Patient’s tongue turns ‘BLACK and hairy’ because of rare reaction to a common antibiotic
- The unidentified woman in her 60s was diagnosed with ‘black hairy tongue’
- Medics in Fukuoka, Japan, revealed it was caused by taking minocycline
A cancer-stricken woman’s tongue turned black and hairy after she suffered a rare reaction to an antibiotic.
The patient, in her 60s and from Japan, was taking minocycline to counter the side effects of her chemotherapy.
Doctors shared pictures of her tongue in the British Medical Journal Case Reports. They also claimed she had developed grey skin on her face.
They revealed it was ‘painful’ and described it as being covered in a ‘brownish-black patch’, scattered with ‘hair-like’ growths.
The woman, who wasn’t named, was diagnosed with a ‘black hairy tongue’ (BHT) – a harmless condition often caused by poor oral hygiene.
The woman in her 60s from Fukuoka in southern Japan, developed a carpet of painful black and brown hair four months after switching to the drug. She was diagnosed with a ‘black hairy tongue’ (BHT) – a harmless condition often caused by poor oral hygiene. Medics revealed it was caused by minocycline, given to her to counter the side effects of her chemotherapy
But it can also be caused by antibiotics changing the level of bacteria in the mouth.
Medics revealed minocycline was to blame.
The date of the incident was not revealed in the case report by doctors at Fukuoka University in southern Japan.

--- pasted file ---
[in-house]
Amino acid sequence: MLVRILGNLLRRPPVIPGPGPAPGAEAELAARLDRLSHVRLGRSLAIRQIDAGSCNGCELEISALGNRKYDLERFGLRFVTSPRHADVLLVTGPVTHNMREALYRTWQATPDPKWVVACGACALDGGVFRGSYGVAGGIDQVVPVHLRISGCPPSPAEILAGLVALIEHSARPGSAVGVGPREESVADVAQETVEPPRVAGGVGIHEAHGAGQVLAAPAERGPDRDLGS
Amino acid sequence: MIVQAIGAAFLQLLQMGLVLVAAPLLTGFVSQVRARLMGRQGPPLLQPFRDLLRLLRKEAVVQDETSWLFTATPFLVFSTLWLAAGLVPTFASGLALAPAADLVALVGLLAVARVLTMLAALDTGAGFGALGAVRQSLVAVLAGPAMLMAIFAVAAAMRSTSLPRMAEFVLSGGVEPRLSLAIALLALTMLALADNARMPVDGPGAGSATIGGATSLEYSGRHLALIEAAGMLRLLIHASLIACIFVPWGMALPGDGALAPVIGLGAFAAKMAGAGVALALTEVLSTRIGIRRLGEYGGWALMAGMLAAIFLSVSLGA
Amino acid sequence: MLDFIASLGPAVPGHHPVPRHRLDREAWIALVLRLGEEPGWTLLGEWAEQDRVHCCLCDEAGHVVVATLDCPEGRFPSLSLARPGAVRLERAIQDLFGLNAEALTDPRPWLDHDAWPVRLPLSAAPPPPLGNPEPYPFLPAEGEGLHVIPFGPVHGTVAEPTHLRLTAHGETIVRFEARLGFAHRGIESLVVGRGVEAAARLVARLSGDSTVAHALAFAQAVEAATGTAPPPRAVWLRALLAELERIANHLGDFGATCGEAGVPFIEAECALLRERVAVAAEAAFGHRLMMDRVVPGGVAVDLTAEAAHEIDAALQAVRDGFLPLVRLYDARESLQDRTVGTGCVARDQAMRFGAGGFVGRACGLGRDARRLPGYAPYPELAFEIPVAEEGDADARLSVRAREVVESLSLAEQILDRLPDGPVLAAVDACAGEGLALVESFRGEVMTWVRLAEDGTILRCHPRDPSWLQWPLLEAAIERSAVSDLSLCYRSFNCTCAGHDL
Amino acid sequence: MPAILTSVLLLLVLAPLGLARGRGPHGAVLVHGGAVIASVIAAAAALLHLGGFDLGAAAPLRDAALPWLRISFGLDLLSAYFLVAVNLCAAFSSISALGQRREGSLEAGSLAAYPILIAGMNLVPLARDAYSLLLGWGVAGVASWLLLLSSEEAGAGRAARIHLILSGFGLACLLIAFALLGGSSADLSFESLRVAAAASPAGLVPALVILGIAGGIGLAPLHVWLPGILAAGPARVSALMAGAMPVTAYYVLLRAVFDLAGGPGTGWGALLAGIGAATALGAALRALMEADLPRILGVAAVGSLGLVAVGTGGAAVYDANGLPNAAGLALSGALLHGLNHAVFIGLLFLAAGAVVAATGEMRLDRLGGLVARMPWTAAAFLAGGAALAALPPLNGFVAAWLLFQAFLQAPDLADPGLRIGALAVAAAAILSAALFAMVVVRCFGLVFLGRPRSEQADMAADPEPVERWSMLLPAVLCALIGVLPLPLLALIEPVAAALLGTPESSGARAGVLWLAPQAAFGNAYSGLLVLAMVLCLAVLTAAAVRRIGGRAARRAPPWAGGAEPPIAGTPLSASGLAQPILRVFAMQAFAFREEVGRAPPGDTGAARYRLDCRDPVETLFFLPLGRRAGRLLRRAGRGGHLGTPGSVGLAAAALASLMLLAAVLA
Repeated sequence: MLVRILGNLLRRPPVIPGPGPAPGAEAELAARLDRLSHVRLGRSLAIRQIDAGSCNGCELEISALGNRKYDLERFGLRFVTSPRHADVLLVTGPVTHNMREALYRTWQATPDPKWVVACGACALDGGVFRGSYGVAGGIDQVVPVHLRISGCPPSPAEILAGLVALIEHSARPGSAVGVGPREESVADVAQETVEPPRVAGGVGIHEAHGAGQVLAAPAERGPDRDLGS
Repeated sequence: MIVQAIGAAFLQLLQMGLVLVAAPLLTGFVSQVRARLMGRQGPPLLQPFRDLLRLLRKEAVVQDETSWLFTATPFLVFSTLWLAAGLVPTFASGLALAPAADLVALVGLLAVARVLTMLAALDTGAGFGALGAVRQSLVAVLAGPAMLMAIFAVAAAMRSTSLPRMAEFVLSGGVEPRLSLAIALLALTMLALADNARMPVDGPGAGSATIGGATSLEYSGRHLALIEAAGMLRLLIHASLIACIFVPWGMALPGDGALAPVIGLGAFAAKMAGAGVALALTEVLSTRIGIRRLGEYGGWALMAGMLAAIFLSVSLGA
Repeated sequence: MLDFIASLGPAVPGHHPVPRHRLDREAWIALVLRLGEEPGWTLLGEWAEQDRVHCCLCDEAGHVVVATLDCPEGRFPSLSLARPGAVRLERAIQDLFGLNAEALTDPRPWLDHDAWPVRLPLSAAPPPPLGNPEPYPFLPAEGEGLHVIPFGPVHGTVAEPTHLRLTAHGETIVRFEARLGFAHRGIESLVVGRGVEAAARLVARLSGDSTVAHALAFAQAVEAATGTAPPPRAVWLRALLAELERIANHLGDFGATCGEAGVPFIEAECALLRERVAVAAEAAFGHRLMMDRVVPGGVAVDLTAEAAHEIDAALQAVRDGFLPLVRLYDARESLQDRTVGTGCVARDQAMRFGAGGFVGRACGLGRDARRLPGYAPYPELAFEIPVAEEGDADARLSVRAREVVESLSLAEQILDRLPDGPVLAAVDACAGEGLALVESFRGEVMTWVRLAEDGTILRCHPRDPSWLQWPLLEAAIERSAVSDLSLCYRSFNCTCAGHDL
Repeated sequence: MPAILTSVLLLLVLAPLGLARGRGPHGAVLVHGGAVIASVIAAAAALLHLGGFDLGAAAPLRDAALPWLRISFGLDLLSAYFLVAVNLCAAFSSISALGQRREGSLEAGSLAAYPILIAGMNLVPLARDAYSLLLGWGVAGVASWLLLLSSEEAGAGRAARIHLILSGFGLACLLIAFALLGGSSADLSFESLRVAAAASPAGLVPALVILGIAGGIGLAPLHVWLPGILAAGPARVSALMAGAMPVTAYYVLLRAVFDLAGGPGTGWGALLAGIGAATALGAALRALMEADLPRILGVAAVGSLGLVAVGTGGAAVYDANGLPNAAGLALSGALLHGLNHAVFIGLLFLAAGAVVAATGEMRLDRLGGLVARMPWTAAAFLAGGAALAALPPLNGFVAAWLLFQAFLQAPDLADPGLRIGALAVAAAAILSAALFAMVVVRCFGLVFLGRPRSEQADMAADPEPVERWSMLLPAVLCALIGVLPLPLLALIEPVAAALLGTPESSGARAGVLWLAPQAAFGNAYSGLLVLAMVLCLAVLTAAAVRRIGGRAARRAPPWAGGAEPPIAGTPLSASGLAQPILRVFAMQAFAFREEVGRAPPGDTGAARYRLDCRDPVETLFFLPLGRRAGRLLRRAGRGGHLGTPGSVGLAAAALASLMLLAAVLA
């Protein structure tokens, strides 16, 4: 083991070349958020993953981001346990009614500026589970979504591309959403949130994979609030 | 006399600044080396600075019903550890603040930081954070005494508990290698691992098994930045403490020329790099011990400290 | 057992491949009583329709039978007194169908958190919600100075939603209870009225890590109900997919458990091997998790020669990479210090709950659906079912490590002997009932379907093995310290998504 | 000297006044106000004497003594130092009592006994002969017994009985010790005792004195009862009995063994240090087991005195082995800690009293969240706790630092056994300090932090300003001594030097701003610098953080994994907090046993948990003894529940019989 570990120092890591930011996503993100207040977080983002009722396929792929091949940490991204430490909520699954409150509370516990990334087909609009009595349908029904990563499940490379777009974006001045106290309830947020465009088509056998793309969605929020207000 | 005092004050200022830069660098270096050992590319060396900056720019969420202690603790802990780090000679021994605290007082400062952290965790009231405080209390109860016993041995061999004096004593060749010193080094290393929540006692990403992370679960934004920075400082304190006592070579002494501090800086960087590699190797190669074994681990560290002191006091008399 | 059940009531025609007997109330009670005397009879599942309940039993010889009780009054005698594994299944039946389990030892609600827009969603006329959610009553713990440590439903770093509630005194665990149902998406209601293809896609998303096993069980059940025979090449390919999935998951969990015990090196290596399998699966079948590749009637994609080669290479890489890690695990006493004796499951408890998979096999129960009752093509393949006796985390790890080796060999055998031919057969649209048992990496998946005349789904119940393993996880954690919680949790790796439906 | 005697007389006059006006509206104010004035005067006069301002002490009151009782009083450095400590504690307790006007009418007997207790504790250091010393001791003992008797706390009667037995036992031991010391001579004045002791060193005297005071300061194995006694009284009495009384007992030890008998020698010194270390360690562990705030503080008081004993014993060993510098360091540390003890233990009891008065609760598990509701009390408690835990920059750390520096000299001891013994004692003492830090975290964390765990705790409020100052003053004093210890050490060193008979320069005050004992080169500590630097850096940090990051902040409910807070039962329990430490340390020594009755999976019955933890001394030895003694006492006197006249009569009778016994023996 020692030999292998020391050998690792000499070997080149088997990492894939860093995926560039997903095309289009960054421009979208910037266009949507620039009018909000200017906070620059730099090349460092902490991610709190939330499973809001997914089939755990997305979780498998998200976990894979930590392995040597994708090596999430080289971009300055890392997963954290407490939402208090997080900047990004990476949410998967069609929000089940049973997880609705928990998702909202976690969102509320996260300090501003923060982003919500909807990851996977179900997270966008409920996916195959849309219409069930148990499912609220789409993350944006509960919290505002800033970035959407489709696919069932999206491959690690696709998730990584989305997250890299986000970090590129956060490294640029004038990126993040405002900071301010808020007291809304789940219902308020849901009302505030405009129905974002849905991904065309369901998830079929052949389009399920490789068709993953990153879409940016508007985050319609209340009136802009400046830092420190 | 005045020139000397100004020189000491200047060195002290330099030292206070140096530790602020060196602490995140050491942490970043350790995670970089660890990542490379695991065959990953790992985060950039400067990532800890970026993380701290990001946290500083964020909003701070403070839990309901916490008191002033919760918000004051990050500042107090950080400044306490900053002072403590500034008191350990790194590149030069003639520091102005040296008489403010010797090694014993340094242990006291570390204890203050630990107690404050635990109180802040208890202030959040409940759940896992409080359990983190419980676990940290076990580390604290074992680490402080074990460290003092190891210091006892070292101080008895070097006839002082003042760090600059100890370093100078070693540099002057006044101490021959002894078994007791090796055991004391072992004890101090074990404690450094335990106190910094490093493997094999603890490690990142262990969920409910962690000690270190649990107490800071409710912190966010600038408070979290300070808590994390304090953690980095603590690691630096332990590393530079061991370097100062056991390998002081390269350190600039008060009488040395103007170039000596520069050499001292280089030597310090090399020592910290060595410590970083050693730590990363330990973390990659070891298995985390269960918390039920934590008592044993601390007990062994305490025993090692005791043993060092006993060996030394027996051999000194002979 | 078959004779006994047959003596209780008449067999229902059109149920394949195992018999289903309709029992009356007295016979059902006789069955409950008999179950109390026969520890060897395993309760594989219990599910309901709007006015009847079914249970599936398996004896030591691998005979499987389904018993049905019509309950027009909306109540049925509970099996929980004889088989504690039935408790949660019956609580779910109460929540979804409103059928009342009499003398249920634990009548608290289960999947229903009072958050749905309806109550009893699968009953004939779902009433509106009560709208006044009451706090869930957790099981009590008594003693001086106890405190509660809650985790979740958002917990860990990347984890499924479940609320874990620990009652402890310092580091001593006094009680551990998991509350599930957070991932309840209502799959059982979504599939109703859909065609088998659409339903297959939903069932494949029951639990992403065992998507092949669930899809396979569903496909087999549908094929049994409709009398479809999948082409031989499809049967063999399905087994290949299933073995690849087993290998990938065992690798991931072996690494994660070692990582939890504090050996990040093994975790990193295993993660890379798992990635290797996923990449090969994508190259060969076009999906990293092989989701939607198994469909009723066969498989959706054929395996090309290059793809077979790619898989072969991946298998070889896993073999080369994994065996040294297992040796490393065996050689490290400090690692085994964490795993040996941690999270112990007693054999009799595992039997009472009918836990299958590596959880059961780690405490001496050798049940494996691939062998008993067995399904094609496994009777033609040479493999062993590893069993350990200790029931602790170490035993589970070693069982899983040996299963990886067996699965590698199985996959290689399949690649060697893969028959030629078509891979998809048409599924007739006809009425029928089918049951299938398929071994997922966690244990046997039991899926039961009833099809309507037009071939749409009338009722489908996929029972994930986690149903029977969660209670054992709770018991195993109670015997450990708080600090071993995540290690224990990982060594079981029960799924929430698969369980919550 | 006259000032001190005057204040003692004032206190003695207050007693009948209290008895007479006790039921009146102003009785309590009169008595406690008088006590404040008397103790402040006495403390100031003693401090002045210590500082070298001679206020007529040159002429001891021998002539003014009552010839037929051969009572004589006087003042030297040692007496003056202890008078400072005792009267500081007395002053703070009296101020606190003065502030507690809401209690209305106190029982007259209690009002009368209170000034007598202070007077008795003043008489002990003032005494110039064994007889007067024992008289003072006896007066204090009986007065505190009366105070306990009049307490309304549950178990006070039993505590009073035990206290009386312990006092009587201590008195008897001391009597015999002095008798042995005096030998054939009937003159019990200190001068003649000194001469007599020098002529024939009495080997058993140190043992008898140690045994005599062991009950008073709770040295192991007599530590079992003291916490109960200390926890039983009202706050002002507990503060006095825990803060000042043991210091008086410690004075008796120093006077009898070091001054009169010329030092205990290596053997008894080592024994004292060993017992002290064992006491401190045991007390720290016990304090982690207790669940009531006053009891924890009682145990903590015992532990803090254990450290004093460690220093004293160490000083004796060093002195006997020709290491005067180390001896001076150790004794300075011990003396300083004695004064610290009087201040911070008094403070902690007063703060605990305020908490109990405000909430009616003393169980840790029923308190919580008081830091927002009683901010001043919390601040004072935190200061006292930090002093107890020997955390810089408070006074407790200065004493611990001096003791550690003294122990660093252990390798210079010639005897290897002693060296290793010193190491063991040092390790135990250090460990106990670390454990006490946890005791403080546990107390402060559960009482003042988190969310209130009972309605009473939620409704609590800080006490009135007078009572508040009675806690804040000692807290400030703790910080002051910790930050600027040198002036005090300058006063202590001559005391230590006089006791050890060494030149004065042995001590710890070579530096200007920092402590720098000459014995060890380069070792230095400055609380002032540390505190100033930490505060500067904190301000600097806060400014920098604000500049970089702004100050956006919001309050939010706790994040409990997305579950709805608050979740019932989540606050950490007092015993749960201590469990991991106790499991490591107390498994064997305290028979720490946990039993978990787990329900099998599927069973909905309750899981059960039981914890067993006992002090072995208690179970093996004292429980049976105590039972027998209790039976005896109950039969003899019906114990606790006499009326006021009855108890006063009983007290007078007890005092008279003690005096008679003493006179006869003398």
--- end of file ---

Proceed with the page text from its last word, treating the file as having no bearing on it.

The woman was battling rectal cancer and had started chemotherapy 14 months earlier.
One side effect of the drug she was taking is skin lesions, hence why she was given minocycline.
Although it can look alarming, BHT is temporary and harmless.
The distinct look is usually caused by a build-up of dead skin cells on the papilla — tiny raised protrusions on the surface of the tongue that contain taste buds.
Tobacco, irritating mouthwashes and certain antibiotics can trigger it.
Medical literature has also long documented BHT as a side effect of various drugs including erythromycin, minocycline, doxycycline and penicillin.
Doctors switched the woman from minocycline onto other drugs.
A follow-up appointment six weeks later revealed her facial pigmentation and BHT had ‘markedly improved’, medics said.